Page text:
If the hotel doesn't give you the form, don't panic, you will get at the immigration office. Process takes 1 - 2 hours, because of long queue and slow execution. If you are taking a car on hire or driving your own car ( India registration number), the car and the driver too need the immigration approval. Saturdays and Sundays, office remains closed. So, plan accordingly.Spent the night at Phuentsholing. To go further into Bhutan, we booked a cab for our entire 5 day trip at a total cost of 2800/day.25 October, 2016Started for Thimpu from Phuentsholing at 10. 30 am and reached Thimpu at 3.30 pm.Here, on this route, you actually start witnessing every aspect of the 'Happiest Country of the World'. A drive through beautifully pitch-paved mountain roads, waterfalls on the way, rolling mountains and valleys, small village settlement with a cluster of 50-75 houses, meandering rivers, white fluffy clouds hanging down from a clear azure sky, thin air and a pleasant nip! Bliss.
Phuntsholing :As I was travelling in winter, it was cold. From -4 to 10 degrees, the climate changed. I was OK with that. So in the morning, i gave the place a try. I was accustomed to Bhutan tradition. I came to know the various temples and the people behaviors. Temples or Monasteries are called Dzongs. The thing you note about Bhutan is their Prayer flags. They are tied such that, their customs and tradition be spread along the air. I found a trail which showed me a way to a river called Torsa River.
You can see the difference as soon as you enter the gate. People of Bhutan usually follow dress code. You can even buy those in the market for around 2000 Ng. The roads are clean, People are friendly, It is happy Bhutan after all.As it was late, there were no busses and I had to stay in a hotel there for the night and thought of exploring Phuntsholing first. Remember Bhutan is 15 minutes ahead of us. If you cross the border, the time is different. If you have booked anything, follow BST not IST. If you reach Jaigon at 5:00 pm. It means it is 5:15 pm in Bhutan.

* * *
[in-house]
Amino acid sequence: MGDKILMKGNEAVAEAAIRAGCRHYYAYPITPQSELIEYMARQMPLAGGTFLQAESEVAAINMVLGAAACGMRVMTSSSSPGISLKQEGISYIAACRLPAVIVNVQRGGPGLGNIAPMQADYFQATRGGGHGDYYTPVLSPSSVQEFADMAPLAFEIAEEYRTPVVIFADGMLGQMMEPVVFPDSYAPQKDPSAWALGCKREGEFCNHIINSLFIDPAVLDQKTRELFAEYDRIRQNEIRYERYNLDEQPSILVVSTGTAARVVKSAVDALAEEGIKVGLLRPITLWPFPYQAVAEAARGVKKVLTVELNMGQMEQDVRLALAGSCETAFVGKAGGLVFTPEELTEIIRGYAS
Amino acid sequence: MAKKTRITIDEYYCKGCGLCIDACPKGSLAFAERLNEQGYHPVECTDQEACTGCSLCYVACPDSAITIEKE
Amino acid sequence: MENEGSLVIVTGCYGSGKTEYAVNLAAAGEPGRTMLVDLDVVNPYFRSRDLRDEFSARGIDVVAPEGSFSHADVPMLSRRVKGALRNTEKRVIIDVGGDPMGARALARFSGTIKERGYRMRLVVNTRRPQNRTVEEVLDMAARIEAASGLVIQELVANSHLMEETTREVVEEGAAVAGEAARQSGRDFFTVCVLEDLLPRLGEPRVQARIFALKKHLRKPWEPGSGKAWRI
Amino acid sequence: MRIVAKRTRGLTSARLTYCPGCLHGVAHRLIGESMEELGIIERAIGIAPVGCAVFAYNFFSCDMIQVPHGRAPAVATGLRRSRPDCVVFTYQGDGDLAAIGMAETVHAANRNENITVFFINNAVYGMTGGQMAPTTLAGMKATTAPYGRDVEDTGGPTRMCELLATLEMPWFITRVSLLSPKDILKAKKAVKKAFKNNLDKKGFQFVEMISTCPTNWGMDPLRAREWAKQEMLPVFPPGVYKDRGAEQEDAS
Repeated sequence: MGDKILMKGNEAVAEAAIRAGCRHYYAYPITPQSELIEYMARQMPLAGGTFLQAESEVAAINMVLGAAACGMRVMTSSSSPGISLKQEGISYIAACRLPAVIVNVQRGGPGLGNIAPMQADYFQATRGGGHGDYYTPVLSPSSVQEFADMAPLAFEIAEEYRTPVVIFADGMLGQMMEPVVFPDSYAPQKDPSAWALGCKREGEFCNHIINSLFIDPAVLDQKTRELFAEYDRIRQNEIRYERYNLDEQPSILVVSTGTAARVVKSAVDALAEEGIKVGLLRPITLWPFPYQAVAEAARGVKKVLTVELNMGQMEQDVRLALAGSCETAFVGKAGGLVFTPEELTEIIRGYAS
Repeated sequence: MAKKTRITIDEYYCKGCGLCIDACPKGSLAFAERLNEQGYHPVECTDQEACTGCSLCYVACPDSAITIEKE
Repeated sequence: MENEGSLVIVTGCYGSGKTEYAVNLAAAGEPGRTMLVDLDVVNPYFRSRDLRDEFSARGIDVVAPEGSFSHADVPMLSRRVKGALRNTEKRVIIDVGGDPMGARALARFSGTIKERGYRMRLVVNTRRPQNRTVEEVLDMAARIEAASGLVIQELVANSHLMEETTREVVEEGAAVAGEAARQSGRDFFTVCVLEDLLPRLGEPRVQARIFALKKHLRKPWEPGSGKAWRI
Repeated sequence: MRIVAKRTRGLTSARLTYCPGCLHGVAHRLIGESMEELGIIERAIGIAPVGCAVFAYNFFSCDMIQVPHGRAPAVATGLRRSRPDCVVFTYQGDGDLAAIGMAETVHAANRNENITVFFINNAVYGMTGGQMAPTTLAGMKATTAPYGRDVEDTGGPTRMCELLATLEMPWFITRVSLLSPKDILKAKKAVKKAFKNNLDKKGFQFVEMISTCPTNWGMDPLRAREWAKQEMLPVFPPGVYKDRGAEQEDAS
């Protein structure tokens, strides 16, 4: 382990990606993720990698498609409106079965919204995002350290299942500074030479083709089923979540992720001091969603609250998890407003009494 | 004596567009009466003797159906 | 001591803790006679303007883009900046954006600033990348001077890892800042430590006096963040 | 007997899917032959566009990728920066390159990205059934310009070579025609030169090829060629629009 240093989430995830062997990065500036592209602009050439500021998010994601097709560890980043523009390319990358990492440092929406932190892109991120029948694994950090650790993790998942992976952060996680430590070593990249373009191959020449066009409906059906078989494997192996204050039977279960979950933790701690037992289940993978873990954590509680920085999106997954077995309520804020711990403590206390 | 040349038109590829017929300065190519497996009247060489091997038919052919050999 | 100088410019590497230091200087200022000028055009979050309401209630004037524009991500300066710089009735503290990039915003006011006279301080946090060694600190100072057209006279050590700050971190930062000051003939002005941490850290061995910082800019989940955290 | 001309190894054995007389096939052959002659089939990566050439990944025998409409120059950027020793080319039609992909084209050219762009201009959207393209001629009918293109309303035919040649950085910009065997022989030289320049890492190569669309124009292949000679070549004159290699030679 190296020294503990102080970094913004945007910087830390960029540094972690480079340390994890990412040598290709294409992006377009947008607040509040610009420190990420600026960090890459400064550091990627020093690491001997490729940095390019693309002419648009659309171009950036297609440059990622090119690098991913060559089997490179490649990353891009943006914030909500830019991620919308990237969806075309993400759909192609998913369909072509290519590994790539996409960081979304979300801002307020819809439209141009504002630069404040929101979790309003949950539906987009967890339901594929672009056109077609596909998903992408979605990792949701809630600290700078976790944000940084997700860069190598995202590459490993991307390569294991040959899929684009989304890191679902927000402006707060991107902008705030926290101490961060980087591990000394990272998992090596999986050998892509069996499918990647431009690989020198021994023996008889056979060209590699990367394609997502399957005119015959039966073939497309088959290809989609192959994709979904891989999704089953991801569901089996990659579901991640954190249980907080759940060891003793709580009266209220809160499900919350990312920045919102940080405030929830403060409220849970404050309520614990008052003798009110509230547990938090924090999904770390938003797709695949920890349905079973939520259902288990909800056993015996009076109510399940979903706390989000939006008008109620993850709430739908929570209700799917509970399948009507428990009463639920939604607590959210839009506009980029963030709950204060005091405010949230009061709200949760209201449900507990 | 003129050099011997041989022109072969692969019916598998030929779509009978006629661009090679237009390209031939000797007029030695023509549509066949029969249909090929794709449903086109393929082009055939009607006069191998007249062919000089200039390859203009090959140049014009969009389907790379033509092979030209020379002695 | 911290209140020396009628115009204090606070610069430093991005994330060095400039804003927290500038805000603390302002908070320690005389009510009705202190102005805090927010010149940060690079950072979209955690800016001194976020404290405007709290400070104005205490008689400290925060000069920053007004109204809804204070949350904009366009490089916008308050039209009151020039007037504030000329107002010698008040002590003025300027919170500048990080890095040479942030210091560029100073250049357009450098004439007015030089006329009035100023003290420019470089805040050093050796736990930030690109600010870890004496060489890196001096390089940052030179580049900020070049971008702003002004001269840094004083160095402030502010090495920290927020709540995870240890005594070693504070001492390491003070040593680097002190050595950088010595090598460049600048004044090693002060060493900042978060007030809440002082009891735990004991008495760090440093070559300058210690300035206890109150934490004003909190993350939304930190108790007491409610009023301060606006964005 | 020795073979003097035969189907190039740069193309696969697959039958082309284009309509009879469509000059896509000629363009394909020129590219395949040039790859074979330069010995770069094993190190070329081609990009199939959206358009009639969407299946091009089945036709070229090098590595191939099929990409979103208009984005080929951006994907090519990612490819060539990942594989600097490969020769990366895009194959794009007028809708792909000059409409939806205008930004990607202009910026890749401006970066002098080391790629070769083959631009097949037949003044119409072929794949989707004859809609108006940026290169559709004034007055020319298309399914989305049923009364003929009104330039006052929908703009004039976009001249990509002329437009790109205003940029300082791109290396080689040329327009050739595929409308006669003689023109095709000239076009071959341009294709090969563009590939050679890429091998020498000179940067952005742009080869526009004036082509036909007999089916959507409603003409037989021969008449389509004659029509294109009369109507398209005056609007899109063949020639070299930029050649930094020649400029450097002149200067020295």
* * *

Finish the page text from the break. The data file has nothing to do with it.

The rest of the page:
Phuentsholing is the first border town you enter. To win the permit race you have to reach the immigration office well in time. You get a 15 day window in Bhutan, so make the best of it. Taking a Druk-Air flight to Paro is a smoother option if comfort is priority. Passport is not mandatory, any other government authorized document (preferably Voter Id card) will do. Don't forget to carry 2 passport photos for the formalities.Time & MoneyThe currency (Ngultrum) is at par with the Indian Rupee sparing you of all the mental math. Also, Indian notes are accepted everywhere making it more convenient. Time Zone is GMT+6 i.e. half an hour ahead of us, so chances are you will always be running late.Elements of BhutanPeople and Culture
Sharing borders with Jaigaon the place appears to be an extension of our Tibetan market. Based in the lower hills the weather is comparatively hot. Small town with a small market and the Immigration office as the most sought after spot.
We went to see a monastery which was right on a hill-top at Phuntsholing and one could look down and have a birds-eye view of a vast expanse of lands below---towns and serpentine rivers. Beside the Monastery was a royal summer palace, and in between on a large green ground dotted with colourful Buddhist prayer-flags, many people were busy in picnics. It was a bright and pleasing place.
A border town in southern Bhutan adjoining the Indian town of Jaigaon. It holds a significant position strategically and administratively. Indians are luckily granted access to the country without a visa, but require an identity check and other security measures.
At some in their lives,every young guy desires to go on a motorcycle journey on a Royal Enfield . Words can’t define the feeling that you get when you turn your right wrist to boost up your ‘machine’ on an empty highway ! So I along with three of my friends finally decided to go on bike trip to Bhutan-the land of dragons.Stopping by a home to drink steaming hot tea , using dry grass to lit up fire to warm yourselves when you feel freezing cold- all these small pleasures can only be felt on a bike trip .Peaceful ,smooth paved roads, breadth taking scenery , nice people , organized traffic , beautiful girls , easily available local beer ; defines Bhutan.The landlocked kingdom is quite a mystery in itself where people worship the symbol of ‘penis’ for good luck ,where local’s still embraces their traditional dress ‘kira’.We started our journey from Bongaigaon ,Assam at around 10:30 am via NH 31C. The drive along the highway was smooth over well carpeted roads. On the way we went through through Buxa National Park and rode through acres of lush green tea garden of the Doars on either side of the road.Finally we reached Jaigaon ,the Indian border town at around 5 pm and checked into our hotels.In the evening we entered Phuentsholling as people are allowed to enter eitherside before 8 pm and checked into a local restaurant for dinner.
277 Kms from Dispur
Best time to visit - March,April,May